offence. The Law Commission, spurred on by the Macpherson report on the

    Stephen Lawrence case, opted for weakening Double Jeopardy in three cases.

    It must be limited to murder, the new evidence must be compelling, and must

    not have been available at the first trial.

    But, claims Lilley, “it will be hard to prevent the exception being

    progressively widened to include serious crimes.” He shows that no other

    country which allows exceptions to the Double Jeopardy rule has limited them

    to murder.

    Furthermore, the jury will be influenced by knowing that appeal court judges

    have found the new evidence to be compelling. We already stop trials when

    jurors are influenced by newspaper reports; yet this will affect even more

    their ability to be unbiased.

    As for evidence which was not available at the first trial, Lilley explains

    that cases might be much less rigorously prepared if prosecutors know they

    can always come back for another go.

    He lists four powerful reasons why the Double Jeopardy rule protects


    … It protects the individual from harassment by the state or other


    … It gives the police and the prosecution an incentive to prepare their

    case thoroughly before it comes to court.

    … It gives innocent people peace of mind, once acquitted.

    … It prevents a second jury being prejudiced by knowing that a retrial

    implies compelling new evidence of guilt.

    “Is it worth undermining an 800 year-old principle,” he asks, “to rectify a

    few past cases even though this will have no deterrent effect on crime in


    Presumption of Innocence & Habeas Corpus

    As well as the threats to jury trials and Double Jeopardy, Lilley identifies

    major erosion of the Presumption of Innocence rule. “Recent government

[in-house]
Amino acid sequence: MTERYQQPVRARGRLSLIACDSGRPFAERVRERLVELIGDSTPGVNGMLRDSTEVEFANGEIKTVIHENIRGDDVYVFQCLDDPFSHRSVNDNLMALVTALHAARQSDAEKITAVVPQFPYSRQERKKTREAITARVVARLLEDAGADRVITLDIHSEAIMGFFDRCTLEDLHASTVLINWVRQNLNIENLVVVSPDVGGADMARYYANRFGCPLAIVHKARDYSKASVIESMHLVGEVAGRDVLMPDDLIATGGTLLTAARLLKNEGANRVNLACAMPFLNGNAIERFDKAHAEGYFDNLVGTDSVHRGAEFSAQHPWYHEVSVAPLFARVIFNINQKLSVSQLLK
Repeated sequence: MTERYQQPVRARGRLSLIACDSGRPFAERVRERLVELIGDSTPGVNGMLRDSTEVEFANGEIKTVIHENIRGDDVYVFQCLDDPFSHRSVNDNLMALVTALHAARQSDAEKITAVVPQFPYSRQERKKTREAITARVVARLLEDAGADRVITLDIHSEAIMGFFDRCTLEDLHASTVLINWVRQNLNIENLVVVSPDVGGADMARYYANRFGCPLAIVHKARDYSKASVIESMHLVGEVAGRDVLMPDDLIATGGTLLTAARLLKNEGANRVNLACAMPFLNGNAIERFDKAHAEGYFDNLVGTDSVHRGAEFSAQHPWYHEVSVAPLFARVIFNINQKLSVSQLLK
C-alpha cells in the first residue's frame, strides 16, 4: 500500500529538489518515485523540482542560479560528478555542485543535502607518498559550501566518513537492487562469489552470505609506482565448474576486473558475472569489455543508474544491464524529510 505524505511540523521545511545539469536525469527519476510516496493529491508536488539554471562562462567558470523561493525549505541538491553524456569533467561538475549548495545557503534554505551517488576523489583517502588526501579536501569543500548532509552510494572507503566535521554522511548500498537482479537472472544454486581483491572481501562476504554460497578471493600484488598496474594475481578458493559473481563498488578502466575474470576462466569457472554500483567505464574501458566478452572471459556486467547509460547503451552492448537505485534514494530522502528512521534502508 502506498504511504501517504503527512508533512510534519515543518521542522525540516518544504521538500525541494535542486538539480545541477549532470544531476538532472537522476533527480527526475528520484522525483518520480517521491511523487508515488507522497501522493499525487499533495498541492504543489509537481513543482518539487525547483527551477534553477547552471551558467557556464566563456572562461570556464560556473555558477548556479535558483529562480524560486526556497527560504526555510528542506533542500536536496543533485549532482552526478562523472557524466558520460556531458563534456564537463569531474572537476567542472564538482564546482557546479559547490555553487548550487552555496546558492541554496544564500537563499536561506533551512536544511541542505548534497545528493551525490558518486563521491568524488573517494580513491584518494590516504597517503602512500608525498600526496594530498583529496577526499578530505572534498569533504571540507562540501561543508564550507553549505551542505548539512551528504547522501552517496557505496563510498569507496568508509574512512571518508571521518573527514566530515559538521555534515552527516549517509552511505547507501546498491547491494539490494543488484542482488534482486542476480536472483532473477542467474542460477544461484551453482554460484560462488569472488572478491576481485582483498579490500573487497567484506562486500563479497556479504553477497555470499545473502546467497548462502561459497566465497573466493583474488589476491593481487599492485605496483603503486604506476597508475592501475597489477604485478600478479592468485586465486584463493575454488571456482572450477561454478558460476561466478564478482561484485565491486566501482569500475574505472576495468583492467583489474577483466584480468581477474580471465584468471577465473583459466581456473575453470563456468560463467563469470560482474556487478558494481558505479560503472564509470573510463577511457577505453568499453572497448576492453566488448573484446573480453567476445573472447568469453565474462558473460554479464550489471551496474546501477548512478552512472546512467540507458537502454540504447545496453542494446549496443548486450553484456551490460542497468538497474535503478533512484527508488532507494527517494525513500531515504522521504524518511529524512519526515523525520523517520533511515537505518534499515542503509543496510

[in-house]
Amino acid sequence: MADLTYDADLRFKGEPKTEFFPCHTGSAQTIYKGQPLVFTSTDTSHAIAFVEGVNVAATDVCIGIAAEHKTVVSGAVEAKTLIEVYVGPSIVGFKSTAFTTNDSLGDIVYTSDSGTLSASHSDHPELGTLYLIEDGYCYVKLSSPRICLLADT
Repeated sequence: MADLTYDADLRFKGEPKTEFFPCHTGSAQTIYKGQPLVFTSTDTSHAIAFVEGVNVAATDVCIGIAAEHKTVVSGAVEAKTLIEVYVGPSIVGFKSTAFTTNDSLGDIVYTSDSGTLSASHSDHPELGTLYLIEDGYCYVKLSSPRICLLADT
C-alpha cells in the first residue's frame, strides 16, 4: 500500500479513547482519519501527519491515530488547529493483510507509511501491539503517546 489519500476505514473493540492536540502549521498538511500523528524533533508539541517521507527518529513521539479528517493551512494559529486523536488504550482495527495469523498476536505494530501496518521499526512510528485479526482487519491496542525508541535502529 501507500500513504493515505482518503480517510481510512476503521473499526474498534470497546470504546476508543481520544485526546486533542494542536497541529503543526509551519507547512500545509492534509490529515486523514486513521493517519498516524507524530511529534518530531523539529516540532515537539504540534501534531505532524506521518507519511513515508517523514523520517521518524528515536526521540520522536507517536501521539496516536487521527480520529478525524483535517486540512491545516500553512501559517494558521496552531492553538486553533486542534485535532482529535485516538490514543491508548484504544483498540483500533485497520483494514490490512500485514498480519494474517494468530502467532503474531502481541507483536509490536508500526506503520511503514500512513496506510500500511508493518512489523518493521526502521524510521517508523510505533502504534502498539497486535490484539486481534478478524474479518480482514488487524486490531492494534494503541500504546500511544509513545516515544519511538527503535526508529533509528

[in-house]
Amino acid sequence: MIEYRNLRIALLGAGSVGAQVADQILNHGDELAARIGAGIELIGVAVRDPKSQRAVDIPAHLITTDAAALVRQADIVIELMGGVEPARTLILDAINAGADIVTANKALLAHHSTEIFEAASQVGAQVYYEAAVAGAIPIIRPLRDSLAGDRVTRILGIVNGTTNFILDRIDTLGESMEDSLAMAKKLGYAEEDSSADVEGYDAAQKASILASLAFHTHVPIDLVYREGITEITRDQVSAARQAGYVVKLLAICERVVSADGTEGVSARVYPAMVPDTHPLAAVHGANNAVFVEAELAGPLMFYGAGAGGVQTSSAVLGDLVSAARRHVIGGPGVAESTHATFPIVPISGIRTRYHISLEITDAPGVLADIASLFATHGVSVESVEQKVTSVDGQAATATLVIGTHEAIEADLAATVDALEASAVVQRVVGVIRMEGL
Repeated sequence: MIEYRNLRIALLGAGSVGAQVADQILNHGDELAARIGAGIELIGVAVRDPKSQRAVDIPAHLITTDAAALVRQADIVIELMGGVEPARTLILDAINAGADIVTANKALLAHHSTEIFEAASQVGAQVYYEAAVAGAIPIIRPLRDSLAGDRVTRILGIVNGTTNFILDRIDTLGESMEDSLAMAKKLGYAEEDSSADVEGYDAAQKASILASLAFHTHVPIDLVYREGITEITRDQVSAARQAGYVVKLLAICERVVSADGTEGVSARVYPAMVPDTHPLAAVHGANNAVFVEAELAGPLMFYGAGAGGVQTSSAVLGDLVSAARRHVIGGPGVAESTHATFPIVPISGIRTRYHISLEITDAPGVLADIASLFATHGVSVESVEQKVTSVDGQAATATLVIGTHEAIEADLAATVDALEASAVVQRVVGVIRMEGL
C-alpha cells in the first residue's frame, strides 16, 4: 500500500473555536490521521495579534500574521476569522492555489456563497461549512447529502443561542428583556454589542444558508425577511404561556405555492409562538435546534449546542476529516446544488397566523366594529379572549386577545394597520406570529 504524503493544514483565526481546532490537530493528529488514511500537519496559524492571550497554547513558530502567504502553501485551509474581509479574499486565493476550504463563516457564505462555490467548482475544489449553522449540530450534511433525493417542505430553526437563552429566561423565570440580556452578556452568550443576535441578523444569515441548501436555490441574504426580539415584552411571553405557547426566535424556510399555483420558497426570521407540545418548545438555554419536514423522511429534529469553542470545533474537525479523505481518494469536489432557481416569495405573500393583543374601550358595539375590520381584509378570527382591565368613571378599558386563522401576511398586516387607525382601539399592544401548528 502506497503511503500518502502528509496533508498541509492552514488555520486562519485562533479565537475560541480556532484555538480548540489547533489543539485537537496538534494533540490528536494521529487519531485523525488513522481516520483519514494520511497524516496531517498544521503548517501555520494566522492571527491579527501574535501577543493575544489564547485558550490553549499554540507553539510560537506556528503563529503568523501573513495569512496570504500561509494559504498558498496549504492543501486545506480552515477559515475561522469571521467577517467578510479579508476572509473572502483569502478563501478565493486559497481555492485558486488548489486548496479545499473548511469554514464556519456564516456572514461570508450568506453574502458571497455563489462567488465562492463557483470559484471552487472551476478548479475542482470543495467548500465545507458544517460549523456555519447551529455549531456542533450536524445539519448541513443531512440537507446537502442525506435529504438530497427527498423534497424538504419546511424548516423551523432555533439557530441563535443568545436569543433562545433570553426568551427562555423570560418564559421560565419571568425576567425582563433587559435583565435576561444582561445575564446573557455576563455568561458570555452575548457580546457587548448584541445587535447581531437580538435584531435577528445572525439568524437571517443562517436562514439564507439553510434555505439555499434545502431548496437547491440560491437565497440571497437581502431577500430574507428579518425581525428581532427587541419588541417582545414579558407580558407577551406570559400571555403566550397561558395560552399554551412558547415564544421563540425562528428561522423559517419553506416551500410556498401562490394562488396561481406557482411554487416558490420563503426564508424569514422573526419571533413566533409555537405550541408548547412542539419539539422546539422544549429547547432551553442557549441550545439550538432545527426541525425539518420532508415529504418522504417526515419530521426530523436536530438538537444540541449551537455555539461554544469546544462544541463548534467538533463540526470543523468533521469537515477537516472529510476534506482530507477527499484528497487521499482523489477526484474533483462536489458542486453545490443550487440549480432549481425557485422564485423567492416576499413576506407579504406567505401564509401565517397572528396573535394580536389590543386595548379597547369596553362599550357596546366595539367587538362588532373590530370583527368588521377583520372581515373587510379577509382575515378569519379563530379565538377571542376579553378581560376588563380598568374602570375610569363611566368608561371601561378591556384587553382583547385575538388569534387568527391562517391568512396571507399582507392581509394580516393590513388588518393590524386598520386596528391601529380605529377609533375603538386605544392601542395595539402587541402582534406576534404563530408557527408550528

legislation shows a disturbing disregard for it,” he says. He cites cases

    involving truckers and asylum seekers, and football fans who can be

    arrested, detained and prevented from travelling abroad unless they can

    prove they are not potential hooligans.

    He cites European Directives on sex and race discrimination, in which the

    onus is on the employer to prove that “in all probability” they did not

    discriminate directly or indirectly.

    Even Habeas Corpus, that bedrock of English liberties deriving from Magna

    Carta, is under threat. The Government?s Anti-Terrorism Act 2001 and, above

    all, the proposed EU Arrest Warrant attack its very foundation. Lilley

    indicates that “Belgium could issue an arrest warrant covering someone

    living in Britain relating to an offence committed in Germany.” And they

    could be handed over to a foreign state without any of the protection which

    Habeas Corpus gives them against potential abuse by our own system.

    “This fourfold attack on our freedoms,” concludes Lilley, “reflects a

    political alliance of populism and modernizing zeal.” “I believe,” he tells

    us, “that freedom, as we in these islands have come to understand and value

    it, requires limits to be set on the role of the state.”

    It is because he believes that those limits have been and are being

    transgressed that he issues today?s salvo.